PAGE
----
The inquiry into Peter Dutton's involvement in the au pair saga has made its findings.

A Labor-dominated Senate committee has found Home Affairs Minister Peter Dutton misled parliament when he said he had no personal connections to the employer of an au pair to whom he granted a visa.

He now faces a no confidence vote in the lower house on Thursday and a possible censure motion in the Senate.

The committee also found Mr Dutton only found out about two detained au pairs due to personal connections who contacted his office.

“There is no basis for the minister to be able to say that he had no personal connection, when the very genesis for this request came through his office because of his personal connections,” committee chair Senator Louise Pratt told parliament on Wednesday.

But Liberal senators on the committee said it was a “shambolic” inquiry that had failed to land a killer blow.

“The extensive hearings show that not only is there no smoking gun, there is, in fact no gun,” Senator Jim Molan said in parliament.

Hours before the report was released, Mr Dutton said the inquiry was politically motivated and predicted it would find him to be a “bad person.”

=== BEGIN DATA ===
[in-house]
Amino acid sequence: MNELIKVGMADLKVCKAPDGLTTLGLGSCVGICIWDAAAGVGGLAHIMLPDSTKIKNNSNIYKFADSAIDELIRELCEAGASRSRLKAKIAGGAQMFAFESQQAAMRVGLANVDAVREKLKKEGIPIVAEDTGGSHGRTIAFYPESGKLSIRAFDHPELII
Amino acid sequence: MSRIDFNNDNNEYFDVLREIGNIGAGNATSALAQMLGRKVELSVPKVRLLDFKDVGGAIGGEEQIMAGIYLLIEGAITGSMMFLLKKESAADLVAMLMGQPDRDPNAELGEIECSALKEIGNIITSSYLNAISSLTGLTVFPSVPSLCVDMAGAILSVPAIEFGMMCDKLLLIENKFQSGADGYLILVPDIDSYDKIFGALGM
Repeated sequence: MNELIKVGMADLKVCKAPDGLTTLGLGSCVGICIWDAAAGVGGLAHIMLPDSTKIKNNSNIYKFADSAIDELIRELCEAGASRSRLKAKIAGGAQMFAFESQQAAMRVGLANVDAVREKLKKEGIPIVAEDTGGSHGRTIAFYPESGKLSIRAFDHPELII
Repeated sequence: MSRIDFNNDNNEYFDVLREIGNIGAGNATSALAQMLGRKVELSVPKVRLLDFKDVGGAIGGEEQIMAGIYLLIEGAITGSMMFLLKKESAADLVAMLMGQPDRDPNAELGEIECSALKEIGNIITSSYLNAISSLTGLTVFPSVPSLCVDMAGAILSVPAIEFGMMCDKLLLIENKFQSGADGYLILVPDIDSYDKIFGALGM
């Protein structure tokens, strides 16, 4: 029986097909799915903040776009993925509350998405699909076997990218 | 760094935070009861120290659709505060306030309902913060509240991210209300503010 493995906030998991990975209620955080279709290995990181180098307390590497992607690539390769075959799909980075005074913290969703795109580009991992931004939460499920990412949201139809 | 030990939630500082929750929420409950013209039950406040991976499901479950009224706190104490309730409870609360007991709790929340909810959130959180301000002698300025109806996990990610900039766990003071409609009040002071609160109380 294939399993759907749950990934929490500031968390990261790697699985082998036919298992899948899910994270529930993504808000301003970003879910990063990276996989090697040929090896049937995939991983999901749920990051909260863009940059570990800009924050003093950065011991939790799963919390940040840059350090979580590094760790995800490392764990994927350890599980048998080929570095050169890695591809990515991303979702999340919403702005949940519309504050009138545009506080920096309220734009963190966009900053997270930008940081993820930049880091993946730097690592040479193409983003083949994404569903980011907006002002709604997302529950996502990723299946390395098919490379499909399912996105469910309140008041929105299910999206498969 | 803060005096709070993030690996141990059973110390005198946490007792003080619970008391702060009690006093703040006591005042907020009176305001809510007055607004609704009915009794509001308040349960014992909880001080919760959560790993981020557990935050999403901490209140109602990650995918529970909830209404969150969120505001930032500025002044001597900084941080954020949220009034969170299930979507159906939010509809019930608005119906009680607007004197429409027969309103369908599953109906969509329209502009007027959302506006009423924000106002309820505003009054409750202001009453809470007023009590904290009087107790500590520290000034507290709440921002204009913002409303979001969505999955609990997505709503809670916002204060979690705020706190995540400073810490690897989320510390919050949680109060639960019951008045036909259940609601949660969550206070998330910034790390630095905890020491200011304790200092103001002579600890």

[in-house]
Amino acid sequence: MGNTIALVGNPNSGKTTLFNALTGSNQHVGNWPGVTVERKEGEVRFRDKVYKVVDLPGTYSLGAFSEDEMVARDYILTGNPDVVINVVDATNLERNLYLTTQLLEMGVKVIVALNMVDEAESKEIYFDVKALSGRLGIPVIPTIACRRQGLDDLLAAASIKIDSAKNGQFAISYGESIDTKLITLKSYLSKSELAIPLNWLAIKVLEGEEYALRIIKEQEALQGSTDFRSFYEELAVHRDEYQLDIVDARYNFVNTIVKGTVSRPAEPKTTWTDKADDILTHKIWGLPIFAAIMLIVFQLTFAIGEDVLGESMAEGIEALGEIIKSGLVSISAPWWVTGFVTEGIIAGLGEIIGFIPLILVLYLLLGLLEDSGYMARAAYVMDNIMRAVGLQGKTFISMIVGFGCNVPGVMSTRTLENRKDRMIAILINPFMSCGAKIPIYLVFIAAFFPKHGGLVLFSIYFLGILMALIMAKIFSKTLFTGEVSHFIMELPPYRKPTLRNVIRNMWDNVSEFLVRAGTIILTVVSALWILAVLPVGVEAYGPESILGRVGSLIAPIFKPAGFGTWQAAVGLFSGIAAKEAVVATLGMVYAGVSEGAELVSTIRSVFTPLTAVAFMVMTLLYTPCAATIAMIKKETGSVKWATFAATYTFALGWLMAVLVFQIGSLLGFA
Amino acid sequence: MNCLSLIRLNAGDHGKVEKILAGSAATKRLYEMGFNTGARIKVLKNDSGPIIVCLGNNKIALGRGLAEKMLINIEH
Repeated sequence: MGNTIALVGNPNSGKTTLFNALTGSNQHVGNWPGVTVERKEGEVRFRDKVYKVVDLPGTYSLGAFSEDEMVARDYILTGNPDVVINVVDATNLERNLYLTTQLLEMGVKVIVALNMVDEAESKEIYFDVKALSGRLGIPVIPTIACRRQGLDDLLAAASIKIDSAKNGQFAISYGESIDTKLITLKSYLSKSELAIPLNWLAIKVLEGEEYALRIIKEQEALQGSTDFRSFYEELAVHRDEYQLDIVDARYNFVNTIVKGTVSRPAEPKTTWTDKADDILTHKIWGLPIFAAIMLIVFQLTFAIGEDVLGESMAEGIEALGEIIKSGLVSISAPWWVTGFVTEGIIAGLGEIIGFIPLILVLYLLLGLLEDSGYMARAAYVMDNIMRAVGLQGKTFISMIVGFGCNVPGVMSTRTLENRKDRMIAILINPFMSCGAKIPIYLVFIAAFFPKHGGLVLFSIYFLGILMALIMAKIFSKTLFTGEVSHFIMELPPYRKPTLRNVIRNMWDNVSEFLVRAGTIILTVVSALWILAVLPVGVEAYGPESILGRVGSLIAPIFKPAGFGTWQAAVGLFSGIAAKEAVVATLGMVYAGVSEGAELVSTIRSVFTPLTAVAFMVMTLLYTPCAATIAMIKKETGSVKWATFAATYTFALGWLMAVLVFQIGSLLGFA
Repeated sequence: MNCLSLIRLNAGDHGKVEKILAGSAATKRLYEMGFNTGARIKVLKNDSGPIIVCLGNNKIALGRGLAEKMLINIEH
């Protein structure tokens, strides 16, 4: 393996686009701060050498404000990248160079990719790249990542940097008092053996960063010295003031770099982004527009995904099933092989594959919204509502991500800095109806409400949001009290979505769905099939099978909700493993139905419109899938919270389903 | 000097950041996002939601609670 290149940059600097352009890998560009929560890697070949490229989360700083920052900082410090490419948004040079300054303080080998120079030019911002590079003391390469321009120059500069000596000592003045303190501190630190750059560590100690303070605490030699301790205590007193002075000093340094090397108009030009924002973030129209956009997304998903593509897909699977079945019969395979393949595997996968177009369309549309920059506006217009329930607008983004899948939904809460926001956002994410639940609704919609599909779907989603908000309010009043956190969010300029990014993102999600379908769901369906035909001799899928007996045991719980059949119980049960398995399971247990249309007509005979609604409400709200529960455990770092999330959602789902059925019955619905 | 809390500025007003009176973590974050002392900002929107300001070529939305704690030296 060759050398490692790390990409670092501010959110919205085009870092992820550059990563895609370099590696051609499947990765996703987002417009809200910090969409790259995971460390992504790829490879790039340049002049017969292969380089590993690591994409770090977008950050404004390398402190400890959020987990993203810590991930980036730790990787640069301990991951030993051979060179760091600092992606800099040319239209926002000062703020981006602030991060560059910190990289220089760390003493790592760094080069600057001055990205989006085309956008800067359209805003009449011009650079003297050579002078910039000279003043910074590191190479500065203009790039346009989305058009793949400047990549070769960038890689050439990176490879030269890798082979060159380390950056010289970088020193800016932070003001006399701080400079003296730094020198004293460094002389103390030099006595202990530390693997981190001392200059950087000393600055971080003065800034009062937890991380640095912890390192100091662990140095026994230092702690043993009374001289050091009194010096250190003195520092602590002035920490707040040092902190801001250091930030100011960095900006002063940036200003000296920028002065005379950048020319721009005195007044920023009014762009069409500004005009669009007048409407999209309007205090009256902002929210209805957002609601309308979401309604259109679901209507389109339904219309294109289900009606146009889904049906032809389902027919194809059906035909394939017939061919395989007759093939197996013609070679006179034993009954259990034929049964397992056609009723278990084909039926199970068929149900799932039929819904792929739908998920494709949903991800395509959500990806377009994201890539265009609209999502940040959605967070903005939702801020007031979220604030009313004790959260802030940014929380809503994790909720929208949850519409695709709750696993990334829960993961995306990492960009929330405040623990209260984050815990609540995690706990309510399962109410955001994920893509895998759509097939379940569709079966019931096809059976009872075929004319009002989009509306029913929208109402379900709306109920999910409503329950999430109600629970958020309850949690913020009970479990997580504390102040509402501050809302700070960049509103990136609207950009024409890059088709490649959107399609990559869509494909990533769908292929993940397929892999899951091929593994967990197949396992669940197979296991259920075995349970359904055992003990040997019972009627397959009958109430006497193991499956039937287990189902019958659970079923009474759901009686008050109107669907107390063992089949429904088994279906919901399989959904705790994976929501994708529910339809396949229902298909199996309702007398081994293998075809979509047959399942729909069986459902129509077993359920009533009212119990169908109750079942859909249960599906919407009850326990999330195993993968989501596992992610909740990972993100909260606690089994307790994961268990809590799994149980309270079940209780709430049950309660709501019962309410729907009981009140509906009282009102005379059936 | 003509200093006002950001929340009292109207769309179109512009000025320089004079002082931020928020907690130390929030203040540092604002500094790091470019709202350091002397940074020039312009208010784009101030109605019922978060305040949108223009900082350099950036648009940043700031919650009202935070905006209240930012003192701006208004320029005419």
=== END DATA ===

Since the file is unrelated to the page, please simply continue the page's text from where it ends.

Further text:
“It will be a political report with political recommendations,” he told reporters.

Internal emails show Mr Dutton’s office demanded an au pair detained at Brisbane airport be given urgent consideration for a visa, preferably within an hour.


Mr Dutton told parliament he did not know the people she was planning to work for.

It was later revealed her intended employer was an old Queensland Police colleague of Mr Dutton’s, Russell Keag, who emailed his office to say it had been a “long time between calls” but he needed help.

Mr Dutton said he had not spoken to Mr Keag in 20 years before he was approached for help with the visa.

The emails also show the department expressly disagreed with Mr Dutton’s push to give a visa to another au pair detained in Adelaide in November 2015.

He intervened after AFL boss Gillon McLachlan had his office contact Mr Dutton’s office to ask for help.

Mr Dutton pushed ahead with it anyway, and his ministerial decision had to be backdated after he missed signing it in time.

The committee recommended the Senate censure Mr Dutton.

Mr Dutton also faces a potential motion to refer him to the High Court over a possible conflict of interest due to his stake in two childcare centres that get Commonwealth funding.

Opposition Leader Bill Shorten said everybody from Malcolm Turnbull to Julie Bishop to the solicitor-general acknowledged there was an arguable case against Mr Dutton.

“There is a cloud of constitutional eligibility hanging over the minister’s head,” Mr Shorten said.